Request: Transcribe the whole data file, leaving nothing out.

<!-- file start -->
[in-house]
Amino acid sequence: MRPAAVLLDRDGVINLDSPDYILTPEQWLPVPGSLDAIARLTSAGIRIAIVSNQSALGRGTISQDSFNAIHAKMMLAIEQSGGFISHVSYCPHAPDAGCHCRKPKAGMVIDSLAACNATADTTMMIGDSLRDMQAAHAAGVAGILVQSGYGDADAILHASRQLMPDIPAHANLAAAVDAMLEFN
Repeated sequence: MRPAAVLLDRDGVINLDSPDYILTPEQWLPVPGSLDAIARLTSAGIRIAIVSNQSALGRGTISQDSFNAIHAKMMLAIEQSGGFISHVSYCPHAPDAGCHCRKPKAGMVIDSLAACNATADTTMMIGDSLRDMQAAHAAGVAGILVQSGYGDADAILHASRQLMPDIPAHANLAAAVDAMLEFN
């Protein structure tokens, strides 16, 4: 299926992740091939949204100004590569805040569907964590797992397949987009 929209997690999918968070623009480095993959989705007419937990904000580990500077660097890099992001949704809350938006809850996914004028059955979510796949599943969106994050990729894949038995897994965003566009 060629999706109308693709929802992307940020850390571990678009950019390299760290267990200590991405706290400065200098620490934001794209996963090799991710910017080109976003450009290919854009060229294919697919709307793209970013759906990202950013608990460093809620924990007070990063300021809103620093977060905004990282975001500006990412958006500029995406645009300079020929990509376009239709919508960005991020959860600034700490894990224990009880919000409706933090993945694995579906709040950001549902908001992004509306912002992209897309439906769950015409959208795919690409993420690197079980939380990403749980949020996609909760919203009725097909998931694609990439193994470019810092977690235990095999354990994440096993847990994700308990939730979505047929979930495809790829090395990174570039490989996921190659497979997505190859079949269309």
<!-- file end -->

[in-house]
Amino acid sequence: MRPAAVLLDRDGVINLDSPDYILTPEQWLPVPGSLDAIARLTSAGIRIAIVSNQSALGRGTISQDSFNAIHAKMMLAIEQSGGFISHVSYCPHAPDAGCHCRKPKAGMVIDSLAACNATADTTMMIGDSLRDMQAAHAAGVAGILVQSGYGDADAILHASRQLMPDIPAHANLAAAVDAMLEFN
Repeated sequence: MRPAAVLLDRDGVINLDSPDYILTPEQWLPVPGSLDAIARLTSAGIRIAIVSNQSALGRGTISQDSFNAIHAKMMLAIEQSGGFISHVSYCPHAPDAGCHCRKPKAGMVIDSLAACNATADTTMMIGDSLRDMQAAHAAGVAGILVQSGYGDADAILHASRQLMPDIPAHANLAAAVDAMLEFN
């Protein structure tokens, strides 16, 4: 299926992740091939949204100004590569805040569907964590797992397949987009 929209997690999918968070623009480095993959989705007419937990904000580990500077660097890099992001949704809350938006809850996914004028059955979510796949599943969106994050990729894949038995897994965003566009 060629999706109308693709929802992307940020850390571990678009950019390299760290267990200590991405706290400065200098620490934001794209996963090799991710910017080109976003450009290919854009060229294919697919709307793209970013759906990202950013608990460093809620924990007070990063300021809103620093977060905004990282975001500006990412958006500029995406645009300079020929990509376009239709919508960005991020959860600034700490894990224990009880919000409706933090993945694995579906709040950001549902908001992004509306912002992209897309439906769950015409959208795919690409993420690197079980939380990403749980949020996609909760919203009725097909998931694609990439193994470019810092977690235990095999354990994440096993847990994700308990939730979505047929979930495809790829090395990174570039490989996921190659497979997505190859079949269309």